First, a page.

Rollerskiing Is About Being Fit, Great Looking And Overall Cool . Why Industry Fails To Advertize That?!

Let us state the obvious for an umpteen time: it’s 2019 on the calendar.

The year when success or failure of promoting yourself on social media decides fate of any business. Certainly decides all-important volume of sales. If you’re not cool – it doesn’t matter how technically great your device is.

In other sport industries new brands are virtually created on Instagram and then proceed to capture customers’ imagination – as well as their hard earned cash.

Why in this day and age manufacturers of rollerskis prefer talking about technical aspects of their products rather than selling the “Cool Factor” is beyond us.

But this is not a diss – it’s a guide!

By talking up technical aspects of their wares, rollerski companies often speak to the void. OK, perhaps not the void – but to a few dozens, perhaps hundreds who could really feel and appreciate difference. Few hundred customers on the planet won’t keep any production alive unless it starts charging ridiculous money for perceived exclusivity which might work in high-end music but very unlikely for device for exercise
First rule of social media: Form is more important than substance. You can’t explain tech. details in Insta ( and if you try – nobody would read it anyway). But you can emphasize different shape, color and endorsement. Perhaps, most importantly endorsement – because in the Age of social media people buy what influencers tell them to buy – and there’s nothing wrong with that.
Social media is the cheapest way to show how cool and hip you are as device maker ( if you are). No advertising agents, no media intermediaries – just you, your rollerskis and the message you want to convey.
The real struggle is not between rollerski-makers, but against other, similar sports such as rollerblading and even cycling. Enough of them occupying our i.e. rollerski trails and stealing gullible customers!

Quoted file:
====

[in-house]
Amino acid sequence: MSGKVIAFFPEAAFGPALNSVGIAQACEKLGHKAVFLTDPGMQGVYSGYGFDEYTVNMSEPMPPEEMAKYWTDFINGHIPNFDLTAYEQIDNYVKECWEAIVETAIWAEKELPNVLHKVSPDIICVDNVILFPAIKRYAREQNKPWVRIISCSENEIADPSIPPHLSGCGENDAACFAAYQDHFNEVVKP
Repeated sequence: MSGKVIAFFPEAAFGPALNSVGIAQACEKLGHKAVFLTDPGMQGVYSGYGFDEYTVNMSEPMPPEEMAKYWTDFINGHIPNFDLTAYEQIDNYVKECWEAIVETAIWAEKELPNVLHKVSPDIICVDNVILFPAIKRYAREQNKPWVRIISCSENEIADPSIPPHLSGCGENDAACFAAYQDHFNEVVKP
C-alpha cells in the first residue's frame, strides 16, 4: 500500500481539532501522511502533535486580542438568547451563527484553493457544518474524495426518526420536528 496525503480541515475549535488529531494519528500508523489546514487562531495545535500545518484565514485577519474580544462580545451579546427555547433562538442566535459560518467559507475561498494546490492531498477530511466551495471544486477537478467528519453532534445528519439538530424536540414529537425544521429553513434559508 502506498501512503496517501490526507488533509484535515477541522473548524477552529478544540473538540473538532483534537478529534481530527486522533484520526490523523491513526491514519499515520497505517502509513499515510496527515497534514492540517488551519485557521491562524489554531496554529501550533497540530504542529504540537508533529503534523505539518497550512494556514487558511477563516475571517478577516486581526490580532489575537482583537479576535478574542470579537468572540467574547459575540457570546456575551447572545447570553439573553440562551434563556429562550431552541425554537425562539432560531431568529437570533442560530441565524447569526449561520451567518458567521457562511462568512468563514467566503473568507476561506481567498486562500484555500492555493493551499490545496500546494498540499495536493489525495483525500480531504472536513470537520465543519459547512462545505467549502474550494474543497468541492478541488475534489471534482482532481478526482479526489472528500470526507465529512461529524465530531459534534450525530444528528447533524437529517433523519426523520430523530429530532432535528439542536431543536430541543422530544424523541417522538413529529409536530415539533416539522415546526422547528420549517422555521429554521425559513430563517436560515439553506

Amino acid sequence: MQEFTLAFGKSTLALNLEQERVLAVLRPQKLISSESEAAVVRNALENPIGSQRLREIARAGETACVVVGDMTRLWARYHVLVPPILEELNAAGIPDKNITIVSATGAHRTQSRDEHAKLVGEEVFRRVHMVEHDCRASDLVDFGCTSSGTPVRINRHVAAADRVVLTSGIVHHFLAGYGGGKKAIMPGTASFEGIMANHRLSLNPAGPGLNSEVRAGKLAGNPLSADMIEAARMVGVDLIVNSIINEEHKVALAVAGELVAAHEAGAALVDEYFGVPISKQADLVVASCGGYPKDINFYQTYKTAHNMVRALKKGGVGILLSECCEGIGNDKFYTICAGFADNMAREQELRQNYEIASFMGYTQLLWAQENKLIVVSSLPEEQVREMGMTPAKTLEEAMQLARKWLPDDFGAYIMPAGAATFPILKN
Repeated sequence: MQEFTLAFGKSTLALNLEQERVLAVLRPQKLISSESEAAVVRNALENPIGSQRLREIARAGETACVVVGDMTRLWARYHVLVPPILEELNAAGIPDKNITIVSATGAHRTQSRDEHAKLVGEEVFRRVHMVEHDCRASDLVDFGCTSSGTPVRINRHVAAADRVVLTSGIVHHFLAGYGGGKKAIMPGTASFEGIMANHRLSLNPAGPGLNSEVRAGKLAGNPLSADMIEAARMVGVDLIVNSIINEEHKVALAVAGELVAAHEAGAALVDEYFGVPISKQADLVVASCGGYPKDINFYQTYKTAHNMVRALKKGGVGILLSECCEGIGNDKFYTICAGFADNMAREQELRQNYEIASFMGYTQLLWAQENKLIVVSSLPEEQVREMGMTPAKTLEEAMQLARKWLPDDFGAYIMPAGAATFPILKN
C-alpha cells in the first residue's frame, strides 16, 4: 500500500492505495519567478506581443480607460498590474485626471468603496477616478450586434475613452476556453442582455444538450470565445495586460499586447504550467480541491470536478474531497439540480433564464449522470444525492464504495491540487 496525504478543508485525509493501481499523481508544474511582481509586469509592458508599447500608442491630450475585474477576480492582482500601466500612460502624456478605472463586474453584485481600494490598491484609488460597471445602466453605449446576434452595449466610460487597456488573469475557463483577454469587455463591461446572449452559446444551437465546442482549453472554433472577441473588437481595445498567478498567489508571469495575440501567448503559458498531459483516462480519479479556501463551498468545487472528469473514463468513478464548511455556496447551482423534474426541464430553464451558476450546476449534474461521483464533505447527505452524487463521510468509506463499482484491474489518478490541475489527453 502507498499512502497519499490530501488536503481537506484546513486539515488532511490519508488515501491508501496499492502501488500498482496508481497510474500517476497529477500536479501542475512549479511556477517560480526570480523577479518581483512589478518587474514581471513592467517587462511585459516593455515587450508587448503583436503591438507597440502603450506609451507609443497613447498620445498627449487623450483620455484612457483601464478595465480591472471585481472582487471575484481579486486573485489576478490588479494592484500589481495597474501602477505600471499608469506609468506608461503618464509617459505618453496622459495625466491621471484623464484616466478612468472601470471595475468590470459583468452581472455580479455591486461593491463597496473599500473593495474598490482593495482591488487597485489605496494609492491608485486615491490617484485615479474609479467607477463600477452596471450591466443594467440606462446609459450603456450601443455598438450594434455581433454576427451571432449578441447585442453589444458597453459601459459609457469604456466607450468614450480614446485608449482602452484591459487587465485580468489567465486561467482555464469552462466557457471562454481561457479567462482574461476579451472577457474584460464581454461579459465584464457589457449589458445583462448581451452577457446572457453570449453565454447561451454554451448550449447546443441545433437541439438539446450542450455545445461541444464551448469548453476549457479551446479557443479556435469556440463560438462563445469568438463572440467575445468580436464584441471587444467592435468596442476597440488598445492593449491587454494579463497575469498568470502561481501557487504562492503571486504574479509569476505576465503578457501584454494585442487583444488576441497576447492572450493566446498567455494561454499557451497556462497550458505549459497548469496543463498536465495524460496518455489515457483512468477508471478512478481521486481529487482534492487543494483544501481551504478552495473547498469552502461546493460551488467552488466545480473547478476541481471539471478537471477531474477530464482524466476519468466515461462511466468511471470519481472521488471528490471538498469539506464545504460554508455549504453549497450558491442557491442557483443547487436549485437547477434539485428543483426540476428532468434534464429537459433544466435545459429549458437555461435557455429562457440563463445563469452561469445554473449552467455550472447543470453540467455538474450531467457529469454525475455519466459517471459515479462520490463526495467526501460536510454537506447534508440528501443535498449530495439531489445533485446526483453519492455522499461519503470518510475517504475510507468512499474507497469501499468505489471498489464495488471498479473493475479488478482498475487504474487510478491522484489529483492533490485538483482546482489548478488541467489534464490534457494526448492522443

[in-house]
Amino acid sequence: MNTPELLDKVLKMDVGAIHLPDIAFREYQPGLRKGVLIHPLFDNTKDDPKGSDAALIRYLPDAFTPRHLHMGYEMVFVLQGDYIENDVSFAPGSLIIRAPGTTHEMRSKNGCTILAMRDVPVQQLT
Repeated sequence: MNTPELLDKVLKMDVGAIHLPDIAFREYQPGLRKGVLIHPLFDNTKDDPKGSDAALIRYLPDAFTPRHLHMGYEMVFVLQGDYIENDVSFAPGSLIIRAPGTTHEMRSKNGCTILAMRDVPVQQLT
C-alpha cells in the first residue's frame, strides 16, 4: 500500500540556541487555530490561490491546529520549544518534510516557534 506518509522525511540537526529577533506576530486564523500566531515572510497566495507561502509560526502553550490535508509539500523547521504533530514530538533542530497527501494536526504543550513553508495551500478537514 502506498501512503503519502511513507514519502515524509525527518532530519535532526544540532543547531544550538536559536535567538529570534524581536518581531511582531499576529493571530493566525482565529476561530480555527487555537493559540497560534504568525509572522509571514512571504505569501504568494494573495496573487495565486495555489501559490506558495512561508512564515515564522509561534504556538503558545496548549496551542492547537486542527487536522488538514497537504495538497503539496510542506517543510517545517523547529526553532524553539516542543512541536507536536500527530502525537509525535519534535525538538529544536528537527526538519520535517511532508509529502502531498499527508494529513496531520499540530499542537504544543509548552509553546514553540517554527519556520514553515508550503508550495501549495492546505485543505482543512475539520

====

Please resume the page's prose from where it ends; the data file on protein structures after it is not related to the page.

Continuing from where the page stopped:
So, who does it right?

Well, there are two rollerski makers who are well ahead of the pack when it comes to exploring social media potential.. By coincidence or not, those two also are the most common official sponsors & suppliers to top national teams in both xcskiing and biathlon.

With Norwegian, Swedish and Russian national teams contractually using IDT, the company from Lena probably has close to 95% of world’s best skiers using their rollerskis. But Morten Iversbakken, IDT Sports’ boss, does not stop there. Company’s top models are being developed with a help of two stand-out champions.

And don’t forget this gentleman, world’s most marketable skier ever-ever.

Does it have to be Northug or Klaebo, who, let’s face it, don’t come cheap as influencers?

It sure helps, but no, not really. And here is how.

Marwe is , possibly, the most legacy firm of all – they were around long before the Age of Social media.

Yet the Finnish company is the most pioneering of all in using amplifying power of users of its products.

Alice Canclini might be making first steps in the Italian national team – but when it comes to harnessing power of Instagram a 25 year old is well ahead of the pack! Her nearly 50K subscribers adore every post – and it’s easy to see why. Evidently, Finnish rollerskis help. A lot.–IziFXx5/

Nour Keyrouz did not win medals at Seefeld-2019 but she sure keeps on winning hearts & minds across the Middle East in the last few years. All the while introducing good citizens of the region to pleasures of rollerskiing.

OK, IDT and Marwe are relative giants with tens of thousands of pairs produced annually and advertizing budgets to spend. What about smaller producers who need to be more spendthrift ?

Here are some good examples. Old marketing adage still holds true: show the people behind products. Especially when so handsome as that Jorge Vidal, founder of Bones Sport

Oh, and producing visual tie-ups like this one doesn’t hurt either.

Across the Pond the biggest problem Nordic skiing is fighting is that image of an old man in self-knitted sweater shuffling in a forest on his home-tarred planks. Canadian rollerski maker Rundle seems to be well aware of that – and is subtly pushing out that daredevil notion that is bull’s eye of today’s branding for young people. Kids, you don’t want to be doing for this gent in picture does yourselves – you just want to be image-associated with those who do!

Clayton Keim, founder of that produces Pursuit rollerskis in Minnesota, US is his own best model & ambassador. His skis are magnet for the eye anyway with that inimitable steam-punk design of theirs – one just has to take it out to potential crowd. Something that Clayton does with ever present vigor fitting the Instagram era.

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